The blade support assembly 44 is then slidably inserted into the sheath member 42 until the slots 52, 53 align with the openings 68, 70, respectively. The pins 61, 80 are inserted into the openings 108 and 110,112, respectively. The bottom section 65, the spring 76 and the push button section 66 are inserted in the slots 52,53 and the enlarged slot portion 54 from the top opening 68 to the bottom opening 70. The bottom pin section 67 is received in the bottom opening 70 while the flange section 69 stops the further insertion of the bottom pin section 67. The spring 76 is positioned in the hollow section 71 between the bottom pin section 67 and the push button section 66. At this moment, the enlarged section 78 is disposed outside of the top side slot 52. The blade support assembly 44 is pushed to allow the enlarged section 78 aligning with the enlarged slot portion 54 so that the enlarged section 78 is able to move underneath the top side slot 52. The bottom pin section 67 is pushed into the bottom side slot 53 to allow the locking collar 72 to slide over the latch mechanism 64. The locking collar 72 is slid over the back end of 62 the sheath member 42. The locking collar 72 is moved along the L-shaped slot 82 to the position where a clockwise rotation of the locking collar 72 is allowed. Then the locking collar 72 is rotated in a clockwise manner to allow the latch mechanism 64 slide into the slot terminal point 86. The push button section 66 is received in the slot terminal point 86, while the bottom pin section 67 projects through the bottom side slot 53, the bottom opening 70 of the sheath member 42 and the bottom opening 84 of the locking collar 72. Upon this step, the scalpel 40 is assembled.

The scalpel 40 can be disassembled following the reverse procedures of assembling the scalpel 40.

The blade 46 can be replaced by any type of standard scalpel blade. In replacing the blade 46, the blade 46 is simply removed from the longitudinal projection 90 of the blade receiving portion 88.

Referring to FIGS. 6-13, there is shown a second embodiment of a retraction scalpel, designated by the reference numeral 140, generally in accordance with the principles of the present invention. In FIG. 6, the scalpel 140 includes a sheath member 142 and a blade support member 144. The blade support member 144 is telescopically partially received in the sheath member 142 from a back end 146 of the sheath member 142. The sheath member 142 has two aligned transverse holes 148,150 proximate the back end 146. A latch mechanism 152 is transversely partially disposed between the holes 148,150 of the sheath member 142. A first spring 154 is disposed inside the blade support member 144. A rod 155 is telescopically disposed in the spring 154. When the scalpel 140 is not in use as shown in FIG. 6, a blade 156 (see FIG. 8) which is mounted on the front of the blade support member 144 is retracted into the sheath member 142. The spring 154 is released in the blade support member 144. It is preferred that the same mounting means as disclosed in the first embodiment is used to mount the blade 156 onto the blade support member 144. It is appreciated that any other types of mounting means can be used in the second embodiment.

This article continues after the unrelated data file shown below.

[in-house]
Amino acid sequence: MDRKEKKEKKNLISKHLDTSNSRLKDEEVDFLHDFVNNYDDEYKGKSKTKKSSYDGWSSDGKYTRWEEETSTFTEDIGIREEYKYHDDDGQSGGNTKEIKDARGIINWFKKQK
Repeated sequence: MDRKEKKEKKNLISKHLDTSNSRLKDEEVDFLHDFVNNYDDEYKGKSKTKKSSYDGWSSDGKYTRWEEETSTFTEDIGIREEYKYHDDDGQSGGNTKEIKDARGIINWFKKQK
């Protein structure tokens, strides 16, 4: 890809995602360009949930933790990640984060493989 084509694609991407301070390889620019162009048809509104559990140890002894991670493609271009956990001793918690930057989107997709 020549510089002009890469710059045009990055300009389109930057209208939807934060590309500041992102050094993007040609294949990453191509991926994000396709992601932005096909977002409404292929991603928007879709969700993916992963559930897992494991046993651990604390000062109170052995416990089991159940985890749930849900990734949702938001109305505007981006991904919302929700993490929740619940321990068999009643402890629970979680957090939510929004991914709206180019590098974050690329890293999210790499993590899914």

The blade support member 144 has top and bottom longitudinally aligned slots 158,160. The bottom slot 160 is shown in FIG. 8. The rod 155 which is displayed through the top and bottom slots 158,160 is integral to the back end of the blade support member 144. The latch mechanism 152 relatively reciprocates in the longitudinally aligned slots 158,160 between front and back ends of the slots 158,160.

In FIG. 7, the scalpel 140 is in an operative position. The blade 156 is extended from the sheath member 142. The blade support member 144 is pushed toward the latch mechanism 152, whereby the spring 154 is compressed. The latch mechanism 152 locks the scalpel 140 in an operative position.

FIGS. 8 and 9 show longitudinal cross-sectional views of the scalpel 140 being in the inoperative position and the operative position, respectively.